Interwoven among the stories and teachings are Abels’ own insights into the dharma of Zen, as well as practical applications and encouragements that readers can bring to their individual practice of the Way. These insights are based on her more than ten years as a Zen teacher. She is the founder and co-resident teacher of Still Mind Zendo in New York City.
Entangling Vines, a translation of the Shumon kattoshu, is one of the few major koan texts to have been compiled in Japan rather than China. Indeed, Kajitani Sonin (1914–95), former chief abbot of Shokoku-ji and author of an annotated, modern-Japanese translation of the Kattoshu, commented that “herein are compiled the basic Dharma materials of the koan system.” Most of the central koans of the contemporary Rinzai koan curriculum are contained in this work.
A distinctive feature of Entangling Vines is that, unlike The Gateless Gate and Blue Cliff Record, it presents the koans “bare,” with no introductions, commentaries, or verses. Its straightforward structure lends the koans added force and immediacy, emphasizing the Great Matter, the essential point to be interrogated, and providing ample material for the rigors of examining and refining Zen experience.
Containing 272 cases and extensive note material, the collection is indispensable for serious koan training and will also be of interest for anyone drawn to Zen literature. The present translation had its origins in the discussions between three forward-looking modern Japanese Zen masters and Thomas Kirchner, an experienced Zen monk from America. And Kirchner’s careful annotation of each koan makes this a brilliant introduction to Buddhist philosophy.
Featuring an introduction by Ueda Shizuteru.
Thunderous Silence throws light on the Heart Sutra—a pithy encapsulation of the essence of Perfection of Wisdom literature—using stop-by-step analysis and an easy, conversational voice. Dosung Yoo examines the sutra phrase by phrase, using rich explanations and metaphors drawn from Korean folklore, quantum physics, Charles Dickens, and everything in between to clarify subtle concepts for the reader. This book invites us to examine the fundamentals of Buddhism—the Four Noble Truths, emptiness, enlightenment—through the prism of the Heart Sutra. Both those new to Buddhism and longtime practitioners looking to revisit a core text from a fresh perspective will find this work appealing.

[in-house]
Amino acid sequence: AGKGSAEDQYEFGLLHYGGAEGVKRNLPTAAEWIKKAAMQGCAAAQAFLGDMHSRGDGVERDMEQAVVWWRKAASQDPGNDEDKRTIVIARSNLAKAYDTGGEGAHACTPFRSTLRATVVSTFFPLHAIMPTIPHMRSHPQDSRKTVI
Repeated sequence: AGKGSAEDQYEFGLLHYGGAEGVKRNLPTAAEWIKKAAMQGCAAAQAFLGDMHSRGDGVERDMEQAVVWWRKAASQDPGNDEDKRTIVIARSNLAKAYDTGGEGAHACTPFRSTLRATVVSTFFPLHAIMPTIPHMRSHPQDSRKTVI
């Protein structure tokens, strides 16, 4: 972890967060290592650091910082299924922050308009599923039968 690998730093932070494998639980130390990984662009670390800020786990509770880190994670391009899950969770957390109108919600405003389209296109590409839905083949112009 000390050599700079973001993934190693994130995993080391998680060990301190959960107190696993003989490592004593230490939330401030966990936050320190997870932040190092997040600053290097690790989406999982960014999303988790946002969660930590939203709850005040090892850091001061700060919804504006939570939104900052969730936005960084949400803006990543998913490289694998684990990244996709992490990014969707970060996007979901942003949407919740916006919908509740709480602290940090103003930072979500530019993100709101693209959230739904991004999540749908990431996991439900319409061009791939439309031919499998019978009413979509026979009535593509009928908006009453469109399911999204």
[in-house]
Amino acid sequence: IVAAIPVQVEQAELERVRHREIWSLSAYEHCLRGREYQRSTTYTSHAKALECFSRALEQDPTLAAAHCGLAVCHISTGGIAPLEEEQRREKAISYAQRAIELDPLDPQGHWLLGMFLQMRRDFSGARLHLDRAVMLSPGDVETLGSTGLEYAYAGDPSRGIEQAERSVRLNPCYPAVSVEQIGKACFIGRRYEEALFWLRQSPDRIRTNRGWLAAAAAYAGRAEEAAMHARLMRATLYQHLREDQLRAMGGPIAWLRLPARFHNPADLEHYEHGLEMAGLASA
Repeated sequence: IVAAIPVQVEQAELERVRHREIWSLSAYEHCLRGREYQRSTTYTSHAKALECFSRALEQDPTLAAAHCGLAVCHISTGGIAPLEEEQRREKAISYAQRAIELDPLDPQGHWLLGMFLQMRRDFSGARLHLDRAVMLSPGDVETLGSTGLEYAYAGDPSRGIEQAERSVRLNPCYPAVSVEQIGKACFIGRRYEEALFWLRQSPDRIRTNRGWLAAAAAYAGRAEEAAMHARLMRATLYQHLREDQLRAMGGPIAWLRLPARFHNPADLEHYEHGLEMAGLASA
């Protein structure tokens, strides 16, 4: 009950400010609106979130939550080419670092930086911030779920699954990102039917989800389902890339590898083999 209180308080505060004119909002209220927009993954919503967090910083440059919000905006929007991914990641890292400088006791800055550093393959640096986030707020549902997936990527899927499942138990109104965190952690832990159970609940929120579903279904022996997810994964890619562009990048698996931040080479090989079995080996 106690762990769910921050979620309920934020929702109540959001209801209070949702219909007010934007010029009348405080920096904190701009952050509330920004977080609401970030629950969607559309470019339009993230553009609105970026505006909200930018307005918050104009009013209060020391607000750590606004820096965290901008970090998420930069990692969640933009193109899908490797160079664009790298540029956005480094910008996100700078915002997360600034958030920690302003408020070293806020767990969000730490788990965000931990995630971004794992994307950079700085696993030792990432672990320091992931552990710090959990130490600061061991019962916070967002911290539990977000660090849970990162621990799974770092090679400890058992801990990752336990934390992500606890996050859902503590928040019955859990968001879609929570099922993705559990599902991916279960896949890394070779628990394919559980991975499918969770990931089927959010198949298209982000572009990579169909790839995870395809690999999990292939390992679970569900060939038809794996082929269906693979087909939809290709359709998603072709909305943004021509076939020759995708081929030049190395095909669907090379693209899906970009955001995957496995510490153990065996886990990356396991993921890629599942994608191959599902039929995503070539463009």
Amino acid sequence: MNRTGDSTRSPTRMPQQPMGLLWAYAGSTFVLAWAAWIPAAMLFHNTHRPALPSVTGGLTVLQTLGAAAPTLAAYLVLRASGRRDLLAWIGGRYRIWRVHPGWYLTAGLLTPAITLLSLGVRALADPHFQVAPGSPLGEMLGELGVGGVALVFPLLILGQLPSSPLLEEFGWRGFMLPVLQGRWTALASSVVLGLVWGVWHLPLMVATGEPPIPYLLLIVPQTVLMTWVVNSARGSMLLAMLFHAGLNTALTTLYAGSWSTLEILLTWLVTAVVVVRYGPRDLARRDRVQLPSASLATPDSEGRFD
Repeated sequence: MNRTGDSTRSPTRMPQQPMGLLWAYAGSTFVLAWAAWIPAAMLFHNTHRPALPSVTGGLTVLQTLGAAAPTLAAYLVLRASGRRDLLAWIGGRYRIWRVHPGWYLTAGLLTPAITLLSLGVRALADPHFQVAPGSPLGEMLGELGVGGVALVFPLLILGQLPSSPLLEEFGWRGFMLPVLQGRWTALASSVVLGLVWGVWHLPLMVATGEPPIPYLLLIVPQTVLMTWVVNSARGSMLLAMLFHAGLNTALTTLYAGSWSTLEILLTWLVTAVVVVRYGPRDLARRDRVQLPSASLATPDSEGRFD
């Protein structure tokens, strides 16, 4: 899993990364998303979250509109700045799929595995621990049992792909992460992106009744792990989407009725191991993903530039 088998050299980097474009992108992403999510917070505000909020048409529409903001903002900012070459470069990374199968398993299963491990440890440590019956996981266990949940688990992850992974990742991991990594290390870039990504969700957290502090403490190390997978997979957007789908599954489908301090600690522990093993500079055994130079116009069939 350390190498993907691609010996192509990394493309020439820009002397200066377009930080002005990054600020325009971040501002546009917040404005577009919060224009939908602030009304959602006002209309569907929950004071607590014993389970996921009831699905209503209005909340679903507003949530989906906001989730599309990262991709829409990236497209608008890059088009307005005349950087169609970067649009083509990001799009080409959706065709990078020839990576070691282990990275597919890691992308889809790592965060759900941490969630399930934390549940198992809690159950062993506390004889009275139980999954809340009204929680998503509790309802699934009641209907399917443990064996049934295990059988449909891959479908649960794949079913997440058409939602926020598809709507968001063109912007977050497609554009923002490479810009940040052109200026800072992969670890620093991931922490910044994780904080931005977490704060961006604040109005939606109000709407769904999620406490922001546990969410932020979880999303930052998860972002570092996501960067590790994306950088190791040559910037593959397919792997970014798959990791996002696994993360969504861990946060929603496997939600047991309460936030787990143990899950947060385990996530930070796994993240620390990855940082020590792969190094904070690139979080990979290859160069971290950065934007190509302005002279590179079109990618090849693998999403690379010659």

The Spiritual Legacy of Shaolin Temple
Combining the genius of Chan (Zen) Buddhism and Daoism with rigorous physical and martial discipline and breathing exercises, the training that originated at China’s famous Shaolin Temple was a unique elixir that would change the way the world perceived mind and body. Here, Andy James exposes the hitherto unrecognized spiritual legacy of Shaolin Temple, which has provided modernity with comprehensive, time-tested techniques in martial arts, health maintenance, energetic healing and spiritual transformation.
In addition to Buddhism and Daoism, James explores Qigong (Chi Kung) and the “internal” systems of martial arts such as Taijiquan (Tai Chi Chuan). While many books have traced Chan’s story into Japan, James remains in China to explain how the unique spiritual, martial and energetic traditions of the Shaolin Temple continued to interact and evolve in dynamic relation to culture, society, and the individual. This engaging and very personal book will appeal to martial arts enthusiasts, healing arts professionals, and anyone interested in the mind-body connection.
This Truth Never Fails
This Truth Never Fails is a playful yet well-grounded narrative of a year in the life of an unusual Zen master. Far from the silent and detached stereotype of Zen teachers, Rynick writes with disarming humor, offering both the struggles and the joys of ordinary life as opportunities for insight. Anyone looking for inspiration to bring a simple spiritual awareness into their daily lives, and also those interested in finding ways to more deeply integrate faith (in any tradition) with practice will find this book reassuring and encouraging.